16:00–16:07
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EGU22-5467
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Virtual presentation
Adina E. Racoviteanu, Neil F. Glasser, Benjamin A. Robson, Stephan Harrison, Romain Millan, Rijan B. Kayastha, and Rakesh Kayastha

Debris-covered glaciers in the Manaslu region of Nepal have been scarcely studied. Here we aim to fill this gap using new, multi-sensor, freely available 2019 Planet high-resolution (3 to 5 m) imagery, 1970 Corona declassified imagery and UAV and stake ablation data acquired in the field to characterize the surface and evolution of these glaciers over the last five decades. We report regional area changes, glacier thickness, geodetic glacier mass balance and surface velocity changes and focus on Ponkar Glacier and Thulagi Glacier and Lake for an in-depth assessment of surface geomorphology and surface feature dynamics (ponds, vegetation and ice cliffs).

Glaciers in the Manaslu region experienced a mean area loss of -0.26 ± 0.0001 % a-1 between 1970 and 2019, with a mean surface lowering of -0.20 ± 0.02 ma-1 over the period 1970 to 2013, corresponding to a regional geodetic mass balance of -0.17 ± 0.03 m w.e.a−1. Overall, debris-covered glaciers had higher thinning rates compared to clean ice glaciers. During the period 1970 to 2013, the debris-covered Ponkar Glacier had a geodetic mass balance of -0.06 ± 0.01 m w.e.a−1, with parts of the central trunk thickening and a nine-fold increase in the thinning rates over the lower parts of the glacier tongue in the recent years (2013 to 2019). Ice-surface morphology changes between 1970 and 2019 include a decrease in ogives and open crevasses, an increase in ice cliffs and ponds and the expansion of the supraglacial debris and ice-surface vegetation, suggesting reduced ice-dynamic activity.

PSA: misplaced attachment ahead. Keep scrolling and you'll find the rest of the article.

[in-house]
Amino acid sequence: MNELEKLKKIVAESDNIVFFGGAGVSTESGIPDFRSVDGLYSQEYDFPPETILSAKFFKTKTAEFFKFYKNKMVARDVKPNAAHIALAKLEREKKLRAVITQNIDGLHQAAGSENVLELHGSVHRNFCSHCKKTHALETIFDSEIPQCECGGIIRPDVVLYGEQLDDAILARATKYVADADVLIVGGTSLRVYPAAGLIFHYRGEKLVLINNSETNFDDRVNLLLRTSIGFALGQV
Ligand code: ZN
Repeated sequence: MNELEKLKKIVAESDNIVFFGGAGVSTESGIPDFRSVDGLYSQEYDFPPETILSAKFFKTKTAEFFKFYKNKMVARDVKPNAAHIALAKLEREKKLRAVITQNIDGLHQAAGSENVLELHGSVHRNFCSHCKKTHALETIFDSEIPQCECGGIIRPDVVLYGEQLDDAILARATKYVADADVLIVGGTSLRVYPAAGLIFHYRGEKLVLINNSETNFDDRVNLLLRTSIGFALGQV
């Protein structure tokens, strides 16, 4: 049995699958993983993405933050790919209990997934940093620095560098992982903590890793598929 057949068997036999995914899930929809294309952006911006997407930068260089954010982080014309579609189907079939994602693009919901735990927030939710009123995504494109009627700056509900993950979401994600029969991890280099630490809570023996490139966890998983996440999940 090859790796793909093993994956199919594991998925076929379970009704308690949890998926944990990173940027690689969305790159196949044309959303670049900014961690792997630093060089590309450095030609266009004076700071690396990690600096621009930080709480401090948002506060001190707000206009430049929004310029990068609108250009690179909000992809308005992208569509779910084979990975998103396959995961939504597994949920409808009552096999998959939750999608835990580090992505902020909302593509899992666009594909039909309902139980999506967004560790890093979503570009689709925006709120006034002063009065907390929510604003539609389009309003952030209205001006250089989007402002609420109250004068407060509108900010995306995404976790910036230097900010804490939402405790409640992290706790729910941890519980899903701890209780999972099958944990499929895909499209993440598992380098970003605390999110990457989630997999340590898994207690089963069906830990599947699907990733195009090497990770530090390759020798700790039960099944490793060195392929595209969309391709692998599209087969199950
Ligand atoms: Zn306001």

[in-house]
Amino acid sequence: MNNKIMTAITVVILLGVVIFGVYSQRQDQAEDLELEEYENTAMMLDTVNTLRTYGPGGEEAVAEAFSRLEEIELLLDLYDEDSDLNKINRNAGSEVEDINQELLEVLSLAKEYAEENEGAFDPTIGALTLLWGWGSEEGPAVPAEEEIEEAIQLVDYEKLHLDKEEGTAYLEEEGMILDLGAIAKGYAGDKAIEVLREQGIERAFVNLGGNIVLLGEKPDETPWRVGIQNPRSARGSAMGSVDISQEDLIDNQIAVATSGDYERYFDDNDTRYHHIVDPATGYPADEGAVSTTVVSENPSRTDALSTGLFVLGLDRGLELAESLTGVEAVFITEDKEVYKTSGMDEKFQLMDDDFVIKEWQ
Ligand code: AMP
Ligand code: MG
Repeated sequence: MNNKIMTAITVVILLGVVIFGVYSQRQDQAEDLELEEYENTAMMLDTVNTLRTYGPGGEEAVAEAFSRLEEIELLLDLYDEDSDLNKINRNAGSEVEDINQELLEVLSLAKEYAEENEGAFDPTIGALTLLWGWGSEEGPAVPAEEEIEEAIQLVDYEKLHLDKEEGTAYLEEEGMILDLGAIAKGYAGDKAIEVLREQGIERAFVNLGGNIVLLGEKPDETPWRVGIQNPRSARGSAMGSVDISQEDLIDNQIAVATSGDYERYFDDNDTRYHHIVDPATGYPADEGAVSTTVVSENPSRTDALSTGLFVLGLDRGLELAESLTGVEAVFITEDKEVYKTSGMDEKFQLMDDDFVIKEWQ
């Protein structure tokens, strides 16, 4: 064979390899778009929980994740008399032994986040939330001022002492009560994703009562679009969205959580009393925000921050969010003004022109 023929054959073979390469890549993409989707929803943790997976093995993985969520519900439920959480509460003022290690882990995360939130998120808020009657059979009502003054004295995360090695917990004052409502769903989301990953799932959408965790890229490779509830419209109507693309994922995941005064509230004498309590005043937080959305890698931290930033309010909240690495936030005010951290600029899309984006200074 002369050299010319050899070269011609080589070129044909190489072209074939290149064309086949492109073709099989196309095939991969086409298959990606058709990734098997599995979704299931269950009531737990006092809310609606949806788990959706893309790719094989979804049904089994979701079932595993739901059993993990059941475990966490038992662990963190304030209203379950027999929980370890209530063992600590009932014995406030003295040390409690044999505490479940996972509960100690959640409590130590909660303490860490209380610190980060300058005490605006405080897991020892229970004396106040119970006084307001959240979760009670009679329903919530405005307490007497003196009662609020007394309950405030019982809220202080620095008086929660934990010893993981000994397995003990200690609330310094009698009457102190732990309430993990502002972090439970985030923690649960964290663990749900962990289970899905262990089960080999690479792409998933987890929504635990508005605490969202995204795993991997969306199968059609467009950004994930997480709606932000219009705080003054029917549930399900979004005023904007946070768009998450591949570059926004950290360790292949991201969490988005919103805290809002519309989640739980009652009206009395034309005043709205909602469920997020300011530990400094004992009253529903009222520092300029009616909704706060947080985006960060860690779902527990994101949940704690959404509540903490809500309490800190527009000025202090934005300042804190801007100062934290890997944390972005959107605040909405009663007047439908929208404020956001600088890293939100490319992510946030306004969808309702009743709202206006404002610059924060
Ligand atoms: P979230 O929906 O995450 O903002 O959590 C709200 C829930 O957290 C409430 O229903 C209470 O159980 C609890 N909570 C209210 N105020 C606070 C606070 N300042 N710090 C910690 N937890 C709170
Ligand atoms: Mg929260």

How to cite: Racoviteanu, A. E., Glasser, N. F., Robson, B. A., Harrison, S., Millan, R., Kayastha, R. B., and Kayastha, R.: Recent evolution of debris-covered glaciers in the Manaslu region of Nepal (1970 - 2019): the case of Ponkar Glacier, EGU General Assembly 2022, Vienna, Austria, 23–27 May 2022, EGU22-5467, https://doi.org/10.5194/egusphere-egu22-5467, 2022.

16:07–16:14
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EGU22-243
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ECS
Aaron Cremona, Johannes Landmann, Leo Sold, Joël Borner, and Daniel Farinotti

Climate change is affecting glaciers worldwide, leading to unprecedented melt rates. In this context, establishing systems that provide near-real-time glacier information can be of high interest. However, the effort for acquiring real-time, in situ glacier observations is large.

In a previous study, we investigated the potential for automated acquisition of real-time mass balance readings by using optical cameras installed in-situ and computer vision techniques. The setup proved to be useful for obtaining melt rates with a temporal resolution of 20 minutes. However, it is not feasible to cover an extensive portion of a glacier with such a setup.

In our contribution, we present a method to acquire glacier mass balance readings with a custom drone equipped with a camera. The principle is to acquire images of a color-coded stake, from which surface mass balance can be determined via the glaciological method. To autonomously approach and read the stake, we exploit a combination of computer vision techniques and geometrical triangulation.  The results of off-glacier test flights, as well as four flights on Rhonegletscher, Switzerland, prove that the system is successful in detecting the stake in the videos captured by the drone. The determined stake position has uncertainties of 2.4 - 4.6 m, thus being sufficient to safely approach the stake. We investigate the main factors influencing the performance of the method in more detail, and discuss potential future developments of the system.

How to cite: Cremona, A., Landmann, J., Sold, L., Borner, J., and Farinotti, D.: Testing drones and computer vision for acquiring glacier melt observations, EGU General Assembly 2022, Vienna, Austria, 23–27 May 2022, EGU22-243, https://doi.org/10.5194/egusphere-egu22-243, 2022.

16:14–16:21
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EGU22-6853
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ECS
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On-site presentation
Asim Ali, Paul Dunlop, Sonya Coleman, Dermot Kerr, Robert W McNabb, and Riko Noormets